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The Impact – Big Legislative Stories of 2023, Issues to Watch in 2024

Mike McClanahan profile by Mike McClanahan

This year a number of new laws hit the books and some slightly older laws took effect.

  • Payroll deductions started in July for the WA Cares Fund as part of the state’s mandatory long term care coverage requirements which passed back in 2019.
  • The new restrictions on industrial and muffler related greenhouse gas emissions which took effect in January were signed into law back in 2021. 
  • The first payments were due in April for the capital gains tax which was also enacted in 2021.
  • This spring lawmakers partially rolled back the vehicle pursuit restrictions for police that took effect in July of 2021. 

Meanwhile, there are ongoing campaigns to repeal or significantly change all of those laws. Organizers are in the process of gathering signatures for multiple initiatives that, if certified, would put the issues back in front of lawmakers and then potentially on the ballot in 2024.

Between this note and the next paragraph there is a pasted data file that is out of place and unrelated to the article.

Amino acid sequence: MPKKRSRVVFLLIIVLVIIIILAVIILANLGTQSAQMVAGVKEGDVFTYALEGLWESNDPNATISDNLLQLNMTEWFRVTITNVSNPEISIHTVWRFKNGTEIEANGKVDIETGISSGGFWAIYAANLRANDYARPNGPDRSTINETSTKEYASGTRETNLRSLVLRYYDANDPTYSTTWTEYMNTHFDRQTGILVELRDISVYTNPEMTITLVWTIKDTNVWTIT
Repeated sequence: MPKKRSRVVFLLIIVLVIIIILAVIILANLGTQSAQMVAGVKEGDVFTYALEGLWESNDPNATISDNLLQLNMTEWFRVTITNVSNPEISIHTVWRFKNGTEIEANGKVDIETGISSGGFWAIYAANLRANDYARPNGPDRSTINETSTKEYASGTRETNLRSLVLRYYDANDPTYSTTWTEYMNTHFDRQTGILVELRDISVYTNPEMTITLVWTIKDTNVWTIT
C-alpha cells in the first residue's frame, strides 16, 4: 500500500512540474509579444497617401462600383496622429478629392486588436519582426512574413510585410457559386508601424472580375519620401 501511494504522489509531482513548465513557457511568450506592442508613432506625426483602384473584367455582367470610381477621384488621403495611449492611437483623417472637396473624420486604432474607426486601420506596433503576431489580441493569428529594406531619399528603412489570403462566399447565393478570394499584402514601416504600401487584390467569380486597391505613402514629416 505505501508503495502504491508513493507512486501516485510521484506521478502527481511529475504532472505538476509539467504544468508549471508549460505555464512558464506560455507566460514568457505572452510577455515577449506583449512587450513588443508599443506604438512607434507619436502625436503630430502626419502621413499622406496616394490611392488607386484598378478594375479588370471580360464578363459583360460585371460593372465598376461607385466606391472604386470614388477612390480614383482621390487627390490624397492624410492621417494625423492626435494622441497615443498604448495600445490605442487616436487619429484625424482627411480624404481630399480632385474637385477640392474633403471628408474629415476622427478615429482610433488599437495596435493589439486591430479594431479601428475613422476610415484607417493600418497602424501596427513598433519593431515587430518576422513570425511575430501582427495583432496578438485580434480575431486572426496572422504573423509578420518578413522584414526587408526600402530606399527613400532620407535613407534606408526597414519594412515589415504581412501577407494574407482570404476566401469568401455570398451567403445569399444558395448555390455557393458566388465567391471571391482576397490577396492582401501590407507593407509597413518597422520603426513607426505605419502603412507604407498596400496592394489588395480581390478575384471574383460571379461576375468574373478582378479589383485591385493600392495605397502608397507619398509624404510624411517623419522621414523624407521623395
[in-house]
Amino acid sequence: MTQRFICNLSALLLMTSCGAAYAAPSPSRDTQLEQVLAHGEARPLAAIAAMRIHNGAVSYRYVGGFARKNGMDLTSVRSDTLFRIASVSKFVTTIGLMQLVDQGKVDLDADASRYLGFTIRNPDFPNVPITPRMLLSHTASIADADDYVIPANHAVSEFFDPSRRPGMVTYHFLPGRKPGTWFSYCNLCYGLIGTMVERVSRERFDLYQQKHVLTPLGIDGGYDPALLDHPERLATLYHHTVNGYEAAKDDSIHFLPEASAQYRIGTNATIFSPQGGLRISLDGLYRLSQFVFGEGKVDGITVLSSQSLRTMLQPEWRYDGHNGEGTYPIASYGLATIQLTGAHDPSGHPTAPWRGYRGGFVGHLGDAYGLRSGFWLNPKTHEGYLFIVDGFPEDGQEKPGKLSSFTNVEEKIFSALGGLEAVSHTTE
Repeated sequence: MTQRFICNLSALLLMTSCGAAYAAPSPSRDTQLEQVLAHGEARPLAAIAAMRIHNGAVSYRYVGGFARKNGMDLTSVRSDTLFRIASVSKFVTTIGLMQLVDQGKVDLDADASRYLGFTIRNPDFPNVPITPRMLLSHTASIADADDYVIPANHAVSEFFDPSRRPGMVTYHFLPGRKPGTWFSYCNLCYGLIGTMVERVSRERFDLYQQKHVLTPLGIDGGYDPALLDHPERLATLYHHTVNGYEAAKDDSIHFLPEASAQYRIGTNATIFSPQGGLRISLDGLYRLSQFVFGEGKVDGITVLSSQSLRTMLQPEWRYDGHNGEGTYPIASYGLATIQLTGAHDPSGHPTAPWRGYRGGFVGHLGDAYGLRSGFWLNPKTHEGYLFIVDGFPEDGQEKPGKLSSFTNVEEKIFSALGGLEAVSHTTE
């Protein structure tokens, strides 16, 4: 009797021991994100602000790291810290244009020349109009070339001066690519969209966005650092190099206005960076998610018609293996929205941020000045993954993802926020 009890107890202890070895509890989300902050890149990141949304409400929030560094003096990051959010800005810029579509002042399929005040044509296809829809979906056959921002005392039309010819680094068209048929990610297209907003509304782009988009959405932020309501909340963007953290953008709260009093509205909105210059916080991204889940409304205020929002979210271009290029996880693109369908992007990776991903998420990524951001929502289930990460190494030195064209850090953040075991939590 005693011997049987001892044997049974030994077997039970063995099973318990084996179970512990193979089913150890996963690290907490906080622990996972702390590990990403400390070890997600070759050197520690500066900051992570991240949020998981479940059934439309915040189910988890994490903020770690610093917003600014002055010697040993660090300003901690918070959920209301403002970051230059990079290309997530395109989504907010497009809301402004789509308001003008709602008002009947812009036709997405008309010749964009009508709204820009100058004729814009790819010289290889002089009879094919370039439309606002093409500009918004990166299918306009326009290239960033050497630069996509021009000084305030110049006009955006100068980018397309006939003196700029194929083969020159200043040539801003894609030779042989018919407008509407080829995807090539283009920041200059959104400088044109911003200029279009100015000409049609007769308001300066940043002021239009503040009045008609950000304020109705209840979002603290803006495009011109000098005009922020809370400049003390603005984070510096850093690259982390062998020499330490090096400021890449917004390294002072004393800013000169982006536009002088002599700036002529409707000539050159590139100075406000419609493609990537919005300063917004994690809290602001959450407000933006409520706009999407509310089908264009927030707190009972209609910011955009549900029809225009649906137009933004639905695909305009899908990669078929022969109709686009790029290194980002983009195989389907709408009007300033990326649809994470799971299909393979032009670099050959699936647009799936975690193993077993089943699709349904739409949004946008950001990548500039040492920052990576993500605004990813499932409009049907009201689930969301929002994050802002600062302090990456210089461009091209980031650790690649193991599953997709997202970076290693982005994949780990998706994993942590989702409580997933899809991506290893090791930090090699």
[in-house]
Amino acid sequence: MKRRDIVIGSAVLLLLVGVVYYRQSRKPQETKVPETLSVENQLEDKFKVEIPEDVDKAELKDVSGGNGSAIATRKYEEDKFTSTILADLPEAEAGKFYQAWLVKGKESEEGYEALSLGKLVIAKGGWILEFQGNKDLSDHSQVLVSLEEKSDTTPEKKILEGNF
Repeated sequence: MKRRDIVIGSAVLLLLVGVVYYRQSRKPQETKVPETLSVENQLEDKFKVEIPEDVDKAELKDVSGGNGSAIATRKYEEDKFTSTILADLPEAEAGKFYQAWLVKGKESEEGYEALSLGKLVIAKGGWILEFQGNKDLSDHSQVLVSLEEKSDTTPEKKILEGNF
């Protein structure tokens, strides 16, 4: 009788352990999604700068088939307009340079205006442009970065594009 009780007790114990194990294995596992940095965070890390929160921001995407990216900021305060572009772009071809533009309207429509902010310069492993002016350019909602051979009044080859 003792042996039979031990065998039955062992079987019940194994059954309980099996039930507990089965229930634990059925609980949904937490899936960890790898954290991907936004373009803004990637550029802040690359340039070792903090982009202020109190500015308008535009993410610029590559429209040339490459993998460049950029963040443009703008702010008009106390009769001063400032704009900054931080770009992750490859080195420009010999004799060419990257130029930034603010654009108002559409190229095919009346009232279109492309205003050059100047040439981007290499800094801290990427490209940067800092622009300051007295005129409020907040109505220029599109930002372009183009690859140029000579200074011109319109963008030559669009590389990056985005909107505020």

• I-2124 would allow anyone to opt-out of the state’s long-term care program and end the requirement to carry private long-term care coverage if you do opt-out.
  • I-2109 would abolish the state capital gains tax, 
  • I-2117 would bar state agencies from implementing cap and trade or any other type of carbon tax credit trading programs. It would also repeal the emissions reduction deadlines established by the Climate Commitment Act.
  • I-2113 would give police more leeway when deciding whether to initiate a vehicle pursuit.  

Those are just four of the six initiatives that organizers are trying to qualify this before the end of the year. Each initiative to the legislature requires a minimum of 324,500 signatures from registered voters due no later than December 29, 2023.

“I’ve seen signature gatherers and they’re sitting there with six clipboards, so they’re working to get six signatures at a time,” said Jerry Cornfield (Washington State Standard). “This year, there’s money. There’s close to $5 million depending on who you ask.”

“We could be missing out on potentially thousands of records that are just getting deleted every seven…seven days,” said Shauna Sowersby (McClatchy: Tacoma News-Tribune, The Olympian, Bellingham Herald, Tri-City Herald). “They’re talking about changing entire policies in some of these messages.“